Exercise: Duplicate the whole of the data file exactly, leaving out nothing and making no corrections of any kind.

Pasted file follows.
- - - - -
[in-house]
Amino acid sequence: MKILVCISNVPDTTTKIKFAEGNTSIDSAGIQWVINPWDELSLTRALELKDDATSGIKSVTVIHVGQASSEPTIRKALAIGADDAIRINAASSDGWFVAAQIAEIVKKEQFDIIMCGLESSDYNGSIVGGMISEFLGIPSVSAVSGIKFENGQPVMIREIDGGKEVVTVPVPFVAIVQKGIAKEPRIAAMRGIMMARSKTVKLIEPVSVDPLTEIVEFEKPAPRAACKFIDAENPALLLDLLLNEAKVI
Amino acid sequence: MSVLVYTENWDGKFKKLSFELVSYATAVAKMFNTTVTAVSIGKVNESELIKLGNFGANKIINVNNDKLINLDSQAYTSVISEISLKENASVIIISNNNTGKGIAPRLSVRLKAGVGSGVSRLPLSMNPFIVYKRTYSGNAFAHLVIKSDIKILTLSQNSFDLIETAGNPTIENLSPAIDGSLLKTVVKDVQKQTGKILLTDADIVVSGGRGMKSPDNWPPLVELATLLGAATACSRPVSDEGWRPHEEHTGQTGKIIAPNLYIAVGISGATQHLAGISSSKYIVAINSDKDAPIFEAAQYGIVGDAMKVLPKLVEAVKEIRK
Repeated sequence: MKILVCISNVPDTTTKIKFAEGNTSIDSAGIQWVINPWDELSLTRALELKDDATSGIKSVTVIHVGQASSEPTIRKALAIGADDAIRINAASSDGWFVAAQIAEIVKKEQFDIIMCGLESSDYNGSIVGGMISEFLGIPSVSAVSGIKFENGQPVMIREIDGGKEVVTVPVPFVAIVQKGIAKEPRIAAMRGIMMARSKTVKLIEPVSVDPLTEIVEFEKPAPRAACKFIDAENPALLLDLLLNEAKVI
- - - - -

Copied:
[in-house]
Amino acid sequence: MKILVCISNVPDTTTKIKFAEGNTSIDSAGIQWVINPWDELSLTRALELKDDATSGIKSVTVIHVGQASSEPTIRKALAIGADDAIRINAASSDGWFVAAQIAEIVKKEQFDIIMCGLESSDYNGSIVGGMISEFLGIPSVSAVSGIKFENGQPVMIREIDGGKEVVTVPVPFVAIVQKGIAKEPRIAAMRGIMMARSKTVKLIEPVSVDPLTEIVEFEKPAPRAACKFIDAENPALLLDLLLNEAKVI
Amino acid sequence: MSVLVYTENWDGKFKKLSFELVSYATAVAKMFNTTVTAVSIGKVNESELIKLGNFGANKIINVNNDKLINLDSQAYTSVISEISLKENASVIIISNNNTGKGIAPRLSVRLKAGVGSGVSRLPLSMNPFIVYKRTYSGNAFAHLVIKSDIKILTLSQNSFDLIETAGNPTIENLSPAIDGSLLKTVVKDVQKQTGKILLTDADIVVSGGRGMKSPDNWPPLVELATLLGAATACSRPVSDEGWRPHEEHTGQTGKIIAPNLYIAVGISGATQHLAGISSSKYIVAINSDKDAPIFEAAQYGIVGDAMKVLPKLVEAVKEIRK
Repeated sequence: MKILVCISNVPDTTTKIKFAEGNTSIDSAGIQWVINPWDELSLTRALELKDDATSGIKSVTVIHVGQASSEPTIRKALAIGADDAIRINAASSDGWFVAAQIAEIVKKEQFDIIMCGLESSDYNGSIVGGMISEFLGIPSVSAVSGIKFENGQPVMIREIDGGKEVVTVPVPFVAIVQKGIAKEPRIAAMRGIMMARSKTVKLIEPVSVDPLTEIVEFEKPAPRAACKFIDAENPALLLDLLLNEAKVI